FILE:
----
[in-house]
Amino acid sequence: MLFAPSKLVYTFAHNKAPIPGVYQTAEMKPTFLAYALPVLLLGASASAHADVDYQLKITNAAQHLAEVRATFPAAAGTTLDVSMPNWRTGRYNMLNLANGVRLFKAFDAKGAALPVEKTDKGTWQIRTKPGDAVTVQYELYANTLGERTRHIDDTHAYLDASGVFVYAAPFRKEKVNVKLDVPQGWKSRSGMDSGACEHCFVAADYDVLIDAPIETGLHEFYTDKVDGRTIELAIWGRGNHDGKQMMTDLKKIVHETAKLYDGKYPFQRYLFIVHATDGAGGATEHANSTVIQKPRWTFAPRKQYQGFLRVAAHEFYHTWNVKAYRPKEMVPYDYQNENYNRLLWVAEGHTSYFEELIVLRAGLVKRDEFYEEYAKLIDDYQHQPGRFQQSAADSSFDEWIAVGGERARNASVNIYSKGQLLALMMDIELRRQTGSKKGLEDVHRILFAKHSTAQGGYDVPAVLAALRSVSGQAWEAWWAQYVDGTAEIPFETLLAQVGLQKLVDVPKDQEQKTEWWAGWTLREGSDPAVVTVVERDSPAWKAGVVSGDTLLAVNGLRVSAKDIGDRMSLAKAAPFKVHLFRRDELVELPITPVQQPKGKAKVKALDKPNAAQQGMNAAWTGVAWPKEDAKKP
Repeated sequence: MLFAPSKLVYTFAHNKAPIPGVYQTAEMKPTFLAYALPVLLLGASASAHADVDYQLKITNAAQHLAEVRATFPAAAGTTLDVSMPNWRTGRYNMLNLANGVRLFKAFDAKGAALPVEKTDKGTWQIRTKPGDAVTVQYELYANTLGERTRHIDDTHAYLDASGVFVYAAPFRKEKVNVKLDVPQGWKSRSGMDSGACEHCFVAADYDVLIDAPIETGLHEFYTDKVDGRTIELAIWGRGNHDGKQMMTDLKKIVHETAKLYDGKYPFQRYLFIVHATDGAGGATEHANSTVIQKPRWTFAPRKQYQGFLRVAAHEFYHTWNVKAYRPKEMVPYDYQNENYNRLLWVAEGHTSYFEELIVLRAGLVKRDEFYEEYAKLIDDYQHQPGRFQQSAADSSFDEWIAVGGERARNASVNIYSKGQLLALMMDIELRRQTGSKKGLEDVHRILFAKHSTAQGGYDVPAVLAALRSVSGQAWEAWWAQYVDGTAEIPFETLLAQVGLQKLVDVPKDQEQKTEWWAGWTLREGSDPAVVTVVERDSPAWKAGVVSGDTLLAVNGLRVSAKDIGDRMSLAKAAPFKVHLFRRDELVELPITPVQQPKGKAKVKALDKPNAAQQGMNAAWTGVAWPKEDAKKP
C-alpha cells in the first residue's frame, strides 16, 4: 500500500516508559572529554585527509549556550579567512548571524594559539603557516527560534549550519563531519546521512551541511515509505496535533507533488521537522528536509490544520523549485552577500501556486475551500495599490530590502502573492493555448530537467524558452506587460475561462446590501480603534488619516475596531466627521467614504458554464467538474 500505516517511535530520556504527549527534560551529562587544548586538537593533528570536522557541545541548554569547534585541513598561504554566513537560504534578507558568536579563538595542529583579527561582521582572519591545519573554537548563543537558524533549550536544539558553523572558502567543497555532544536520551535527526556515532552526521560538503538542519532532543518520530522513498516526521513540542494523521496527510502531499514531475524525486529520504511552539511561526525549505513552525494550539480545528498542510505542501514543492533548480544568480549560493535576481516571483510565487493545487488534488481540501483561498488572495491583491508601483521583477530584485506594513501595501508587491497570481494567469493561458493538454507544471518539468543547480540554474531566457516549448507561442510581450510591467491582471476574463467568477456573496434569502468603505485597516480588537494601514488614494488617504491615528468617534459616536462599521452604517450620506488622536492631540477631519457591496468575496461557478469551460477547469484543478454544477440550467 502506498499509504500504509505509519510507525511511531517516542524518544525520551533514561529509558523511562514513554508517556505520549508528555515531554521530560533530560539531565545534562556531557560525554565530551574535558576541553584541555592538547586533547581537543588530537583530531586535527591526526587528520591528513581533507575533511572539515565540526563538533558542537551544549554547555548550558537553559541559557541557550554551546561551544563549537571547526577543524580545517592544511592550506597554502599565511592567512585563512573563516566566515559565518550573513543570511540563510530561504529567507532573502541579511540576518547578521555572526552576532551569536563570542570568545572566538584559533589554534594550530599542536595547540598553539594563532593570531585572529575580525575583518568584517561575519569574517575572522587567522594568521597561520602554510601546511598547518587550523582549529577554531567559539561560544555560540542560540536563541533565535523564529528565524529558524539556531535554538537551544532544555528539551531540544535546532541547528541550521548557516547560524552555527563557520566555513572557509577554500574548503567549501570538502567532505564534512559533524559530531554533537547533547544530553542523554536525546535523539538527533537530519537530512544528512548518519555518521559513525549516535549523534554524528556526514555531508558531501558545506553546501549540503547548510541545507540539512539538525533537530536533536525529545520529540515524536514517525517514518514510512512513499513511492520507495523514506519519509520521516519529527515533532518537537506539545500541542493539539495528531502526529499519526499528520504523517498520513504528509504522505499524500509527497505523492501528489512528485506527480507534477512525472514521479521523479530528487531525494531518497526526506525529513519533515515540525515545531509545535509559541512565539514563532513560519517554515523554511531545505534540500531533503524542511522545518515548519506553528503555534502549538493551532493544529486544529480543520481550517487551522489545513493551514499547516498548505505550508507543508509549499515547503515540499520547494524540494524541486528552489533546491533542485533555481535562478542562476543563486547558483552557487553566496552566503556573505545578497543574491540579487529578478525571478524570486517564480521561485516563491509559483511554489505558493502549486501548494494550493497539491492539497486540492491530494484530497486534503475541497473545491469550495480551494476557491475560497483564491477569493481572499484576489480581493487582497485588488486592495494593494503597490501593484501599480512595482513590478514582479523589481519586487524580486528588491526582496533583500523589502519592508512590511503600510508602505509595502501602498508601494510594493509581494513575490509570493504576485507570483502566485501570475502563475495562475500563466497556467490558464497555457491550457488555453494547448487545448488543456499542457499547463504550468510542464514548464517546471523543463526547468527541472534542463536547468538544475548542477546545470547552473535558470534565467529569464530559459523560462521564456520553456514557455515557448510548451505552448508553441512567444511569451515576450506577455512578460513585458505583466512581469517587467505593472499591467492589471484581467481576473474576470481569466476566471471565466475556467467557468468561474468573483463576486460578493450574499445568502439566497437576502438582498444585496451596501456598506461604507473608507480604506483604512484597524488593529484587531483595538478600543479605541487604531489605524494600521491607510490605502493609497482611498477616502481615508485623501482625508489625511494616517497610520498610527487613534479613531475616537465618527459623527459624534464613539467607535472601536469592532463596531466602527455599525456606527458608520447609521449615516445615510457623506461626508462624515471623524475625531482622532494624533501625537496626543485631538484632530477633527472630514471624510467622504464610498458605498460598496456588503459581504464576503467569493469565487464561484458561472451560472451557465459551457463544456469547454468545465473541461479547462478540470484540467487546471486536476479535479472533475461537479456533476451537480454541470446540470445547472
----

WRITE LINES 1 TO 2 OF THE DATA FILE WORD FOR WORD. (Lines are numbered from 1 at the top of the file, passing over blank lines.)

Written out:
[in-house]
Amino acid sequence: MLFAPSKLVYTFAHNKAPIPGVYQTAEMKPTFLAYALPVLLLGASASAHADVDYQLKITNAAQHLAEVRATFPAAAGTTLDVSMPNWRTGRYNMLNLANGVRLFKAFDAKGAALPVEKTDKGTWQIRTKPGDAVTVQYELYANTLGERTRHIDDTHAYLDASGVFVYAAPFRKEKVNVKLDVPQGWKSRSGMDSGACEHCFVAADYDVLIDAPIETGLHEFYTDKVDGRTIELAIWGRGNHDGKQMMTDLKKIVHETAKLYDGKYPFQRYLFIVHATDGAGGATEHANSTVIQKPRWTFAPRKQYQGFLRVAAHEFYHTWNVKAYRPKEMVPYDYQNENYNRLLWVAEGHTSYFEELIVLRAGLVKRDEFYEEYAKLIDDYQHQPGRFQQSAADSSFDEWIAVGGERARNASVNIYSKGQLLALMMDIELRRQTGSKKGLEDVHRILFAKHSTAQGGYDVPAVLAALRSVSGQAWEAWWAQYVDGTAEIPFETLLAQVGLQKLVDVPKDQEQKTEWWAGWTLREGSDPAVVTVVERDSPAWKAGVVSGDTLLAVNGLRVSAKDIGDRMSLAKAAPFKVHLFRRDELVELPITPVQQPKGKAKVKALDKPNAAQQGMNAAWTGVAWPKEDAKKP